We still can't believe this ever happened. Demi Lovato terrified her family, friends, and fans when she suffered a near-fatal overdose in July. But the "Sober" singer is determined to show her loved ones that she isn't taking this second chance at life for granted. "Demi knows she's lucky to be alive," a source assured Life & Style. "She isn't taking rehab lightly at all."
Besides checking into an undisclosed rehab facility, the pop star sought additional treatment in Chicago, where she reportedly met with a psychiatrist who specializes in mental health and sobriety several times this summer. "Demi's cutting out all the negativity from her life," added the source. "She's even put the Hollywood Hills home where she overdosed up for sale because the thought of going back there sends shivers down her spine."
According to Brandon Johnson, a man who's claimed he supplied the 26-year-old with drugs, the pair freebased oxycodone the night of her tragic overdose. "Demi still has a long way to go on her road to recovery, but she's looking forward to this new chapter," says the source. "Thanks to all the love and support she's received, Demi no longer feels alone."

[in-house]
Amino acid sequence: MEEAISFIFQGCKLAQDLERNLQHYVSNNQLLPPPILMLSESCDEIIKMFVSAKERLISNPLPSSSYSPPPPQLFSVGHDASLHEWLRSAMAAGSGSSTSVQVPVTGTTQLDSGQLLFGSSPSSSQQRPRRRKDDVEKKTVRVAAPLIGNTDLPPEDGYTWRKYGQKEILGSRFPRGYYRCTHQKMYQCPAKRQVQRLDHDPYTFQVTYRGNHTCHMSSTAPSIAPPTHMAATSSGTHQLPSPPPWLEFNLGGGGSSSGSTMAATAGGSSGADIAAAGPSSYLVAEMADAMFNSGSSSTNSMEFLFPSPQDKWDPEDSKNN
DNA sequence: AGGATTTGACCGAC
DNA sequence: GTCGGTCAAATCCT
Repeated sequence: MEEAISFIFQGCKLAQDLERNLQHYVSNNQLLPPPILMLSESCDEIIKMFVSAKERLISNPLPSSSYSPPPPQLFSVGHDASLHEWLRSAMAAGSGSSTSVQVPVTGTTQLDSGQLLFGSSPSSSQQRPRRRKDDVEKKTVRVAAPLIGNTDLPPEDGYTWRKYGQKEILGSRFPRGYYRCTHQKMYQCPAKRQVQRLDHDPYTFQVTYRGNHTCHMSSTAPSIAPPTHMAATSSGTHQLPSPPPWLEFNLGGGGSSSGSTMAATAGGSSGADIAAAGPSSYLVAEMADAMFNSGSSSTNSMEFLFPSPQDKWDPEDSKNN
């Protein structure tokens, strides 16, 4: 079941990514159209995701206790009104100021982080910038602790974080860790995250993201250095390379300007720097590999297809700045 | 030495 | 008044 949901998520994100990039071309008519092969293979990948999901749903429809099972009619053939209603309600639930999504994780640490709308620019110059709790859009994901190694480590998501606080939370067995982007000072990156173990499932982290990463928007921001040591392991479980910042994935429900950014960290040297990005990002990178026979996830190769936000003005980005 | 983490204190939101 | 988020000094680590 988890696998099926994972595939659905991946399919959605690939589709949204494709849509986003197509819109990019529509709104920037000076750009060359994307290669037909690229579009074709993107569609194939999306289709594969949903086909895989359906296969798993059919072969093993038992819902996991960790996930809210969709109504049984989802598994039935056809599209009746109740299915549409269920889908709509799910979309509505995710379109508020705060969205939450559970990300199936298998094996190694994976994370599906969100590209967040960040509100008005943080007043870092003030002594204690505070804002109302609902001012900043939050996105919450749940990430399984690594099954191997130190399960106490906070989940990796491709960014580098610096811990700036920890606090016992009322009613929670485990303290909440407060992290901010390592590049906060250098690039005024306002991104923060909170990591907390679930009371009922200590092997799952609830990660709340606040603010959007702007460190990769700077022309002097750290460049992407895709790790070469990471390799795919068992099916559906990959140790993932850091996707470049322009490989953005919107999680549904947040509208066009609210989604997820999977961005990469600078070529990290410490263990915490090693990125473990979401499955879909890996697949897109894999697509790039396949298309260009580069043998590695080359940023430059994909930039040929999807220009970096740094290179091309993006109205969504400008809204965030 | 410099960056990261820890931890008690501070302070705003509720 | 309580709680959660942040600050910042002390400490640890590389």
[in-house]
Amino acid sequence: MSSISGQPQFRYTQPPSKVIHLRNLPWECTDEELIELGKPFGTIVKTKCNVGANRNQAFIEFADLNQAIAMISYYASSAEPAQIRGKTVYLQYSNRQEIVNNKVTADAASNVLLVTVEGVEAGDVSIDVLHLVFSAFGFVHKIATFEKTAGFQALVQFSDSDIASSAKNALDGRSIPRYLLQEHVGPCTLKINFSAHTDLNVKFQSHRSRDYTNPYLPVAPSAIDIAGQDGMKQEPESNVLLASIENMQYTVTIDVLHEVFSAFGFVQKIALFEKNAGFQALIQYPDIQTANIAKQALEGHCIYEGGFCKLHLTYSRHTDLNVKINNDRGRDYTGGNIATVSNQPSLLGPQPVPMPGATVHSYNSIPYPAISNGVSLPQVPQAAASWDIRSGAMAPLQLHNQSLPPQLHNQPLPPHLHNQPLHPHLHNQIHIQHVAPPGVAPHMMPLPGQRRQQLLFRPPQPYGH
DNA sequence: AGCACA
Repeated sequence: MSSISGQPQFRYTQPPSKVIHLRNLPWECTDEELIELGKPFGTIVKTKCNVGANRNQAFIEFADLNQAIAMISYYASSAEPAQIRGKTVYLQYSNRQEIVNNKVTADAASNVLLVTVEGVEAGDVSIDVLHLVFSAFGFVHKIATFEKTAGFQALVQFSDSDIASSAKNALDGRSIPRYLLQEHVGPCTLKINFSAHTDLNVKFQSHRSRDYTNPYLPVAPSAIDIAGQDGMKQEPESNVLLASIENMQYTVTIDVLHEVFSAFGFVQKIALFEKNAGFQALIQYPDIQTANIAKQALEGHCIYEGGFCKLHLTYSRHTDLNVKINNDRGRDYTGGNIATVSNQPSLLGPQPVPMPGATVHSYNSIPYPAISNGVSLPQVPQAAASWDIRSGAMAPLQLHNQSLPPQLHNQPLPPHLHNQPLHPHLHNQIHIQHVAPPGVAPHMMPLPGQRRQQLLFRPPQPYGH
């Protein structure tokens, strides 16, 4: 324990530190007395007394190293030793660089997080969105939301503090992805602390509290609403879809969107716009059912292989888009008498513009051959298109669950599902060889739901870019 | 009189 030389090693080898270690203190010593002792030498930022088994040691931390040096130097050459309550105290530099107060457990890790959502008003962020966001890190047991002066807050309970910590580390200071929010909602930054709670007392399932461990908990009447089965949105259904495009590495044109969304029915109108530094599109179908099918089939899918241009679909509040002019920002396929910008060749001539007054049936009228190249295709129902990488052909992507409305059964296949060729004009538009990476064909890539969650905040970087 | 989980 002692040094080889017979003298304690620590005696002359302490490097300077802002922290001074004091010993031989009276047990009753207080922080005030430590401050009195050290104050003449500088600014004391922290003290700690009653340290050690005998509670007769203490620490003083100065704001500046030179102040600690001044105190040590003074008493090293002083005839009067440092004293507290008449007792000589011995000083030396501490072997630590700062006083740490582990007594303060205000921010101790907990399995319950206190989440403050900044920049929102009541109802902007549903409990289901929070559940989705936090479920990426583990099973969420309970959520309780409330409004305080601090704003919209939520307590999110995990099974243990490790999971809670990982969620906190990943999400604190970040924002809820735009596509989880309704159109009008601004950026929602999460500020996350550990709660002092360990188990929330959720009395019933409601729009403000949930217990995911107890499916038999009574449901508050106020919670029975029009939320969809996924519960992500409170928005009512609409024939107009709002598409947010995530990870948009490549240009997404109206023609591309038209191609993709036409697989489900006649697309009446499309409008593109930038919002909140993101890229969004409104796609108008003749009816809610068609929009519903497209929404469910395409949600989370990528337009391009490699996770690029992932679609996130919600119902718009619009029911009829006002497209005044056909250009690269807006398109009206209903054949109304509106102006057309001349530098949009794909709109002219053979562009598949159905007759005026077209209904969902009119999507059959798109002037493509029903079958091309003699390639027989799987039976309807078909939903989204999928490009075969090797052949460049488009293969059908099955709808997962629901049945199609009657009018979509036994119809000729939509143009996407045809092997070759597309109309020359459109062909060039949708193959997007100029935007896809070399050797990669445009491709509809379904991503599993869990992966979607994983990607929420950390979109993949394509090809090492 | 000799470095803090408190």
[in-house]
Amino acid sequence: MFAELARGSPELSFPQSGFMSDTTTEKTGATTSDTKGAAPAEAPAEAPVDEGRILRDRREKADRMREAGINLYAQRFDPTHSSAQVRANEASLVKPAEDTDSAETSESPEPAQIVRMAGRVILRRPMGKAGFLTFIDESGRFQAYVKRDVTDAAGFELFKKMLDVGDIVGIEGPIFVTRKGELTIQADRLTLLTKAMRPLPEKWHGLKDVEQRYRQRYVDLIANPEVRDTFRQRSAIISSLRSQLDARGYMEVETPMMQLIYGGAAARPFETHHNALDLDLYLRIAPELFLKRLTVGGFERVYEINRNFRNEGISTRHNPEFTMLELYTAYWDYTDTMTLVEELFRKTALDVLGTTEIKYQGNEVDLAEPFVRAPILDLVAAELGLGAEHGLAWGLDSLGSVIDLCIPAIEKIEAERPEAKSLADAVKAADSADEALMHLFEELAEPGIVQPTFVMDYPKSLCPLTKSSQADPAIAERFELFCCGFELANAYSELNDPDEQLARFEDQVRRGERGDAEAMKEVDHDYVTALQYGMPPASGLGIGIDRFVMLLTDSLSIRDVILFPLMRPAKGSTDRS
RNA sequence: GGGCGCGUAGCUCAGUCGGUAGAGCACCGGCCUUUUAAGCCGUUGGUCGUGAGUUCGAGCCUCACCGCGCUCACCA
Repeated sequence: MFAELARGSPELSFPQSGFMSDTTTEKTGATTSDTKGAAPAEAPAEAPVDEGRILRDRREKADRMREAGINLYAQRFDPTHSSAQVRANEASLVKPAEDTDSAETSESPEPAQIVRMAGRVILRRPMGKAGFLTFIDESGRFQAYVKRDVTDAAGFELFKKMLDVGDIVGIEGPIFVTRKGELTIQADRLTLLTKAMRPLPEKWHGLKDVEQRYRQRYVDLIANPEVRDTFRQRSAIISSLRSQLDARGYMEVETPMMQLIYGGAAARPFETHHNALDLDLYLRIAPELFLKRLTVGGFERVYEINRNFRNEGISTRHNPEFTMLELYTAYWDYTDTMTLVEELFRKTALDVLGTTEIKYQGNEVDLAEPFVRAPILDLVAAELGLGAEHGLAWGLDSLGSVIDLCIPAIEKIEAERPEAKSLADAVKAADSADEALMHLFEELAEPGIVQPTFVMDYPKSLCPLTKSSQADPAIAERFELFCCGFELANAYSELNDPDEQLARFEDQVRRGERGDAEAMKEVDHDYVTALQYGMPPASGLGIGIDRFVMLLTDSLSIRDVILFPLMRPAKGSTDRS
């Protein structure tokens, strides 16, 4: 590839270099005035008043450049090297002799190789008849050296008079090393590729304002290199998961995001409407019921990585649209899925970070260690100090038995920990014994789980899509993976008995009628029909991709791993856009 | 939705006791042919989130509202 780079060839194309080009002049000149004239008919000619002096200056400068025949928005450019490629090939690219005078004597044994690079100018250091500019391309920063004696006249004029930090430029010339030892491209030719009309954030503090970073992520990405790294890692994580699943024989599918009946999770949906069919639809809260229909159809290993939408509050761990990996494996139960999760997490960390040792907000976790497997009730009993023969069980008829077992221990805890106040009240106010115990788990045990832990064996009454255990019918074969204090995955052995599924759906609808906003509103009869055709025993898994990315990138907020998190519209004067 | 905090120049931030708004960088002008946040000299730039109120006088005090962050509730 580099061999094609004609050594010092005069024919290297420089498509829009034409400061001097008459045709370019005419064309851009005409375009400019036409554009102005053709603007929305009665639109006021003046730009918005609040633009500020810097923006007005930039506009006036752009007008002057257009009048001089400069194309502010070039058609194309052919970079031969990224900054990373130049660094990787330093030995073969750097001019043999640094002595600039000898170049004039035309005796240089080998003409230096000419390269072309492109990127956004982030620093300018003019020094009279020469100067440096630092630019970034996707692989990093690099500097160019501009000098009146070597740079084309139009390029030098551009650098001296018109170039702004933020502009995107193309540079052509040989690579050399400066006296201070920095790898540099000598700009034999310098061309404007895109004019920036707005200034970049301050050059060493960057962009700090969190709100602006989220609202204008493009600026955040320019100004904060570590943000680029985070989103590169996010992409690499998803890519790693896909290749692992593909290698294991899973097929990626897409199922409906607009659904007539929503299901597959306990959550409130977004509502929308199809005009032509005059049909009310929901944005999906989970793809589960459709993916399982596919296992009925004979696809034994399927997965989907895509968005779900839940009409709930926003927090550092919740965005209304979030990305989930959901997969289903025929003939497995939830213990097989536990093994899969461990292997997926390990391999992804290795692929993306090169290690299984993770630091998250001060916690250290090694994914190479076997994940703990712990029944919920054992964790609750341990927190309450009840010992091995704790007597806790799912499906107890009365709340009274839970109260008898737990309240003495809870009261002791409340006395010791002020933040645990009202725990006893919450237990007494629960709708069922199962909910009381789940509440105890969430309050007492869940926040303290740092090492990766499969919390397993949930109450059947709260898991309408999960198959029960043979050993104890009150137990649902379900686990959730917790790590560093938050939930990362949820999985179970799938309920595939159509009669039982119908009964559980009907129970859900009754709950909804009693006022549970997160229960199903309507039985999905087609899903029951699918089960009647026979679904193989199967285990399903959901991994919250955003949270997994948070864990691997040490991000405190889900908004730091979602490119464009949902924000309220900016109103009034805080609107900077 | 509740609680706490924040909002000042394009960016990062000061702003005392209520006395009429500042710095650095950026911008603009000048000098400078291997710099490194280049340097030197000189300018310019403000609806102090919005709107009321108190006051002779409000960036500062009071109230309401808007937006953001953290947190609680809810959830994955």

Since her overdose, Demi has only given one public statement. On Sunday, Aug. 5, she took to Instagram to give her fans some much-needed peace of mind. "I have always been transparent about my journey with addiction," Demi wrote. "What I've learned is that this illness is not something that disappears or fades with time. It is something I must continue to overcome and have not done yet."
She continued, "I want to thank God for keeping me alive and well. To my fans, I am forever grateful for all of your love and support throughout this past week and beyond. Your positive thoughts and prayers have helped me navigate through this difficult time."
And lastly, "I want to thank my family, my team, and the staff at Cedars-Sinai who have been by my side this entire time. Without them, I wouldn't be here writing this letter to all of you. I now need time to heal and focus on my sobriety and road to recovery. The love you have all shown me will never be forgotten and I look forward to the day where I can say I came out on the other side. I will keep fighting." We're all rooting for you, Demi!
If you or someone you know is struggling with substance abuse, contact the Substance Abuse and Mental Health Services Administration (SAMHSA) National Helpline at 1-800-662-HELP (4357).